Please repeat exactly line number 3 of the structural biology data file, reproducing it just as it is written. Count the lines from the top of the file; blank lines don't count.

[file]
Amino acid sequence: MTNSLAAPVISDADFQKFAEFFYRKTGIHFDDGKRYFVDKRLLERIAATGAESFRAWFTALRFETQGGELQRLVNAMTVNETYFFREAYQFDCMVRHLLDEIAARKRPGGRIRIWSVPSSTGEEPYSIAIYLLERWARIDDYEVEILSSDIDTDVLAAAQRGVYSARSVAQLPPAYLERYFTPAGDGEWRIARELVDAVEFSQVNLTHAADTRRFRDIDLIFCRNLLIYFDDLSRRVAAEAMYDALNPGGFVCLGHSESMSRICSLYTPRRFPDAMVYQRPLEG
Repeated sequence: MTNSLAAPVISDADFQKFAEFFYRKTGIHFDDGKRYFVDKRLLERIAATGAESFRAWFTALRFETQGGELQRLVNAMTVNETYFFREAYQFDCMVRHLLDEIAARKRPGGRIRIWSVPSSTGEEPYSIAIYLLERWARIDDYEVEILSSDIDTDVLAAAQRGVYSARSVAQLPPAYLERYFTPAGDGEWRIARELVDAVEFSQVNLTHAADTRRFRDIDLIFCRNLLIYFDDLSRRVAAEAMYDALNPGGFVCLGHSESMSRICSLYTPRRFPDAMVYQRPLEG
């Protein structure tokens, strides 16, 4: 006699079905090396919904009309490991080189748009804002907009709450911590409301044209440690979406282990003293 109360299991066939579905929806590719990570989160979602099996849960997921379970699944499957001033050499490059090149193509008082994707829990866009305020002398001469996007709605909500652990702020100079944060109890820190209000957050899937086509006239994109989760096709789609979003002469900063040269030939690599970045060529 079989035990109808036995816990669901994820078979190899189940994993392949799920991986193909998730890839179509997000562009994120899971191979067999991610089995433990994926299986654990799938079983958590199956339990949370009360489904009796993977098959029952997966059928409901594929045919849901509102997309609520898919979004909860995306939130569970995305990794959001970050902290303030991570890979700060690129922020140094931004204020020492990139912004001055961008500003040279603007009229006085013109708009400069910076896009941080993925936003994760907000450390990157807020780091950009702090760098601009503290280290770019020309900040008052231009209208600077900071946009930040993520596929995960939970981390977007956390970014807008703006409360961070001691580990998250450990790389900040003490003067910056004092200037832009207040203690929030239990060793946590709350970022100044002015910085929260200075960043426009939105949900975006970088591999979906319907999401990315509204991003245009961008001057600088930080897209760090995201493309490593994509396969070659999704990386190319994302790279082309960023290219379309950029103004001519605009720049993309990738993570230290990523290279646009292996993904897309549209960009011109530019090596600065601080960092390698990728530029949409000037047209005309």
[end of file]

């Protein structure tokens, strides 16, 4: 006699079905090396919904009309490991080189748009804002907009709450911590409301044209440690979406282990003293 109360299991066939579905929806590719990570989160979602099996849960997921379970699944499957001033050499490059090149193509008082994707829990866009305020002398001469996007709605909500652990702020100079944060109890820190209000957050899937086509006239994109989760096709789609979003002469900063040269030939690599970045060529 079989035990109808036995816990669901994820078979190899189940994993392949799920991986193909998730890839179509997000562009994120899971191979067999991610089995433990994926299986654990799938079983958590199956339990949370009360489904009796993977098959029952997966059928409901594929045919849901509102997309609520898919979004909860995306939130569970995305990794959001970050902290303030991570890979700060690129922020140094931004204020020492990139912004001055961008500003040279603007009229006085013109708009400069910076896009941080993925936003994760907000450390990157807020780091950009702090760098601009503290280290770019020309900040008052231009209208600077900071946009930040993520596929995960939970981390977007956390970014807008703006409360961070001691580990998250450990790389900040003490003067910056004092200037832009207040203690929030239990060793946590709350970022100044002015910085929260200075960043426009939105949900975006970088591999979906319907999401990315509204991003245009961008001057600088930080897209760090995201493309490593994509396969070659999704990386190319994302790279082309960023290219379309950029103004001519605009720049993309990738993570230290990523290279646009292996993904897309549209960009011109530019090596600065601080960092390698990728530029949409000037047209005309």